A typical low-fat muffin may sound heart-healthy, but its downfall is its size and the sugar, sodium, and calories it contains. More >
Experts Urge Doctors to Treat Unhealthy Lifestyles Just Like a Disease
Patients generally go to the doctor to find out what's wrong with them or to make sure there's nothing wrong with their health. But what if doctor visits became a chance to get a professional evaluation of the way your lifestyle is impacting your health — a session with a health coach and a chance to be referred to experts to help you prevent disease rather than deal with it after the fact?
To address the poor state of Americans' health, the American Heart Association (AHA) has just issued a Call to Action in the journal, Circulation, urging doctors to actively treat unhealthy lifestyle choices — overeating, smoking, not exercising — as they would treat any other health condition.
Doctors can’t measure the effects of these behaviors with a lab test, but they know the outcomes: an increased risk of multiple chronic diseases, like cancer and diabetes, and a far higher likelihood of early mortality.
So it makes sense that rather than waiting for these diseases to show up, doctors should try to short-circuit the cycle and begin to help their patients address the lifestyle choices that lead to them with an arsenal of the best tools and specialists available.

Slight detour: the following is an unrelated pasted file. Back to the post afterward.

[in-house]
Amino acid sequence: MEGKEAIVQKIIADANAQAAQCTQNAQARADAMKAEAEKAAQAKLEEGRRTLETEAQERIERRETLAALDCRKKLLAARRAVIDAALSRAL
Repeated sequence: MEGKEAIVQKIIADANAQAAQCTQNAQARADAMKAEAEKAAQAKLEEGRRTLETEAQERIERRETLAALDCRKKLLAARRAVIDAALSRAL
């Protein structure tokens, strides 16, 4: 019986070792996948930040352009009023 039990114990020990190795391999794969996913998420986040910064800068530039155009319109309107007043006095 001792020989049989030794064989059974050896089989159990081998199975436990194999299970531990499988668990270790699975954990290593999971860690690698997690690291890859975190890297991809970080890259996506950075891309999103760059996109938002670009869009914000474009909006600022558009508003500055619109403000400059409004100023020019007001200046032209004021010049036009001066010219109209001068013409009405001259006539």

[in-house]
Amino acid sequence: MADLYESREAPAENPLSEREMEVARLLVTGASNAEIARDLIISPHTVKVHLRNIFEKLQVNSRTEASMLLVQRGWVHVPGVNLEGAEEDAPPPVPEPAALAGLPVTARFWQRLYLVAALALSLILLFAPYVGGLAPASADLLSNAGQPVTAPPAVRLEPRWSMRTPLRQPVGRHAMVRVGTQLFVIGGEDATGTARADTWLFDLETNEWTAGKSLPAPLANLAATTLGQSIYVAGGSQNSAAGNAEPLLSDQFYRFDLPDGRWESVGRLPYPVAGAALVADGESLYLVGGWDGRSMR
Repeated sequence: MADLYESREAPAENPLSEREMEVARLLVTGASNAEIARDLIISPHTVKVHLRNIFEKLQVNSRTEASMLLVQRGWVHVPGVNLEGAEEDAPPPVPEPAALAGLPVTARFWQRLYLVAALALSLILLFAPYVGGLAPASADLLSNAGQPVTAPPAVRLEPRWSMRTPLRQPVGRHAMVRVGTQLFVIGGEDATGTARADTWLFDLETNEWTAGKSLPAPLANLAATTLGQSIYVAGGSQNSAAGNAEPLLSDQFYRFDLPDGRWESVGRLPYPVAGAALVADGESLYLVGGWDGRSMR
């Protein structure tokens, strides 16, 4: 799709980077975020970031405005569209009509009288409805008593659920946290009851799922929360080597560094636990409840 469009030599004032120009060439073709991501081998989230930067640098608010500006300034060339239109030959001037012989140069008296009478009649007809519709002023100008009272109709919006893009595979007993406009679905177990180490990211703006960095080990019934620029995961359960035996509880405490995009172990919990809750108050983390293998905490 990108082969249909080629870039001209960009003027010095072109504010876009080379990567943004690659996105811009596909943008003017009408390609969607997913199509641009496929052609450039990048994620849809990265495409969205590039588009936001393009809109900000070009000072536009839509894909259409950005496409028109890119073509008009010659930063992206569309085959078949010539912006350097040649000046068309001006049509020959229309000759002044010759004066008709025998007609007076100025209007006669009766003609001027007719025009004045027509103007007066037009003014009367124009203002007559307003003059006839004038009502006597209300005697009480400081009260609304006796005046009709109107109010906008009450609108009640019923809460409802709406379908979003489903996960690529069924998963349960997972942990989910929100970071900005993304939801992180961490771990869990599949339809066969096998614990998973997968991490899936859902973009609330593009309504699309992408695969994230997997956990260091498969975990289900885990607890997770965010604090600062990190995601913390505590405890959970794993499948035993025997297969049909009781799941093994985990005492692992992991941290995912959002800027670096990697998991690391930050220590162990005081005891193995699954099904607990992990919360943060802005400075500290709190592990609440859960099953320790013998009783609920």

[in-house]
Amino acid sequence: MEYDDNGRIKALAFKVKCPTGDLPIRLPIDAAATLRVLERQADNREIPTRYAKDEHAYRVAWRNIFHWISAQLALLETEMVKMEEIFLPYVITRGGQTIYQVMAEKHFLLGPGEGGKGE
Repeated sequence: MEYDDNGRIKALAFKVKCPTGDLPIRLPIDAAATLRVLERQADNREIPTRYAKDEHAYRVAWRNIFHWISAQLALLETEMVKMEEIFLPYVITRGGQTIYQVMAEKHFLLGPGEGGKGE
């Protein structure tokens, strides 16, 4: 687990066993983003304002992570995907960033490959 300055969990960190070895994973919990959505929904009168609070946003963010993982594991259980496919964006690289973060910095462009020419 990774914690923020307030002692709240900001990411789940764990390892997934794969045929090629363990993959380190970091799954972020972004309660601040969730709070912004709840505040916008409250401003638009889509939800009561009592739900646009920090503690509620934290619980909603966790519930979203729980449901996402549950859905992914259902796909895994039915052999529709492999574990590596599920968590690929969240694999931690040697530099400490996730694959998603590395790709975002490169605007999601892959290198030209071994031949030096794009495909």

“We already treat physical risk factors that can be measured through a blood sample or a blood pressure reading in a doctor's office, yet people put their health at risk through their behaviors,” said Bonnie Spring, a health psychologist and primary author of the Call in a statement. “We can't measure the results of these behaviors in their bodies yet,” but because the medical community knows so well what kinds of outcomes unhealthy lifestyles lead to, it makes sense to help the person change their unhealthy behaviors before they result in disease.
Among the steps the AHA is urging doctors to carry out:
The implication here is that different areas of medicine will have to collaborate closely to help treat each person’s health concerns. For example, if someone is overeating and sedentary, he or she might benefit from the help of a dietitian, a mental health professional, and a trainer, depending on the nature of the problems. If a person is trying to quit smoking, an addiction specialist, a community or online support group, and/or medication may be what's needed.
To make these types of changes realities, the authors urge that healthcare become a more collaborative effort. Reimbursement policies also need to be revamped, they say.
“We're talking about a ...shift from only treating biomarkers — physical indicators of a person's risk for heart disease — to helping people change unhealthy behaviors, such as smoking, unhealthy body weight, poor diet quality and lack of physical activity,” said Spring, Director of the Center for Behavior and Health at Northwestern University's Feinberg School of Medicine.
Unhealthy behaviors are often a complex blend of habit, cultural influences, and emotional issues. They frequently don’t have any easy fixes, so it’s all the more important to develop a team of professionals — and other supporters — to address the problem in the most thorough way possible.
As many have argued before, prevention is the best medicine, even if we don’t always think that way. But our growing awareness of healthy behavior and the new proposal by the AHA should help push prevention as the best tool for public health even further.
“This isn't a problem that can be solved alone by the patient or the doctor who is strapped for time,” Spring added. “We need to break out of our silos and get ahead of the curve in prevention.”
October 14, 2013